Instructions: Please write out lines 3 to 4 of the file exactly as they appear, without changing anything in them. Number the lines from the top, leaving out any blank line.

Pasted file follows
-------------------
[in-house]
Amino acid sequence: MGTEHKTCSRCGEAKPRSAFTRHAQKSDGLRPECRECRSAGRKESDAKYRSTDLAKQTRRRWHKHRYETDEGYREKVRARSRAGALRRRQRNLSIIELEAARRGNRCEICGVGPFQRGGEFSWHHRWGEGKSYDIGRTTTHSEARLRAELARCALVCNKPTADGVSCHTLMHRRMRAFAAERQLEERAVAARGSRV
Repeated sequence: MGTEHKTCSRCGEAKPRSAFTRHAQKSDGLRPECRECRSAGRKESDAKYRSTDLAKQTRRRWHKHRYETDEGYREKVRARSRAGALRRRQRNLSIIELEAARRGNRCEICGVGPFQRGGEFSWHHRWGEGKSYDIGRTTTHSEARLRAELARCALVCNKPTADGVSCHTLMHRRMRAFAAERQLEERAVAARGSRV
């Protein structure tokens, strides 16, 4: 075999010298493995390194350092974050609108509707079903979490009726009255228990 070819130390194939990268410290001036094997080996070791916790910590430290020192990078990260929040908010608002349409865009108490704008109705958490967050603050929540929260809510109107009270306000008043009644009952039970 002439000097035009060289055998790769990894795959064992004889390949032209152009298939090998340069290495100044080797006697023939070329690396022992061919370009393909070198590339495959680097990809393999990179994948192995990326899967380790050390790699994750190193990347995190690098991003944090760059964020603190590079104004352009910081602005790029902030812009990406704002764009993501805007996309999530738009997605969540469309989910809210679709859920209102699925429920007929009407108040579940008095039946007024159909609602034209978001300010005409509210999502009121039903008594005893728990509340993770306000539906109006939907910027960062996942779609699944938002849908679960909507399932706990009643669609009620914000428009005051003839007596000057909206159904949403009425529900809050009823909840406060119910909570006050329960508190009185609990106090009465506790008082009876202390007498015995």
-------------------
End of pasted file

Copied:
Repeated sequence: MGTEHKTCSRCGEAKPRSAFTRHAQKSDGLRPECRECRSAGRKESDAKYRSTDLAKQTRRRWHKHRYETDEGYREKVRARSRAGALRRRQRNLSIIELEAARRGNRCEICGVGPFQRGGEFSWHHRWGEGKSYDIGRTTTHSEARLRAELARCALVCNKPTADGVSCHTLMHRRMRAFAAERQLEERAVAARGSRV
């Protein structure tokens, strides 16, 4: 075999010298493995390194350092974050609108509707079903979490009726009255228990 070819130390194939990268410290001036094997080996070791916790910590430290020192990078990260929040908010608002349409865009108490704008109705958490967050603050929540929260809510109107009270306000008043009644009952039970 002439000097035009060289055998790769990894795959064992004889390949032209152009298939090998340069290495100044080797006697023939070329690396022992061919370009393909070198590339495959680097990809393999990179994948192995990326899967380790050390790699994750190193990347995190690098991003944090760059964020603190590079104004352009910081602005790029902030812009990406704002764009993501805007996309999530738009997605969540469309989910809210679709859920209102699925429920007929009407108040579940008095039946007024159909609602034209978001300010005409509210999502009121039903008594005893728990509340993770306000539906109006939907910027960062996942779609699944938002849908679960909507399932706990009643669609009620914000428009005051003839007596000057909206159904949403009425529900809050009823909840406060119910909570006050329960508190009185609990106090009465506790008082009876202390007498015995």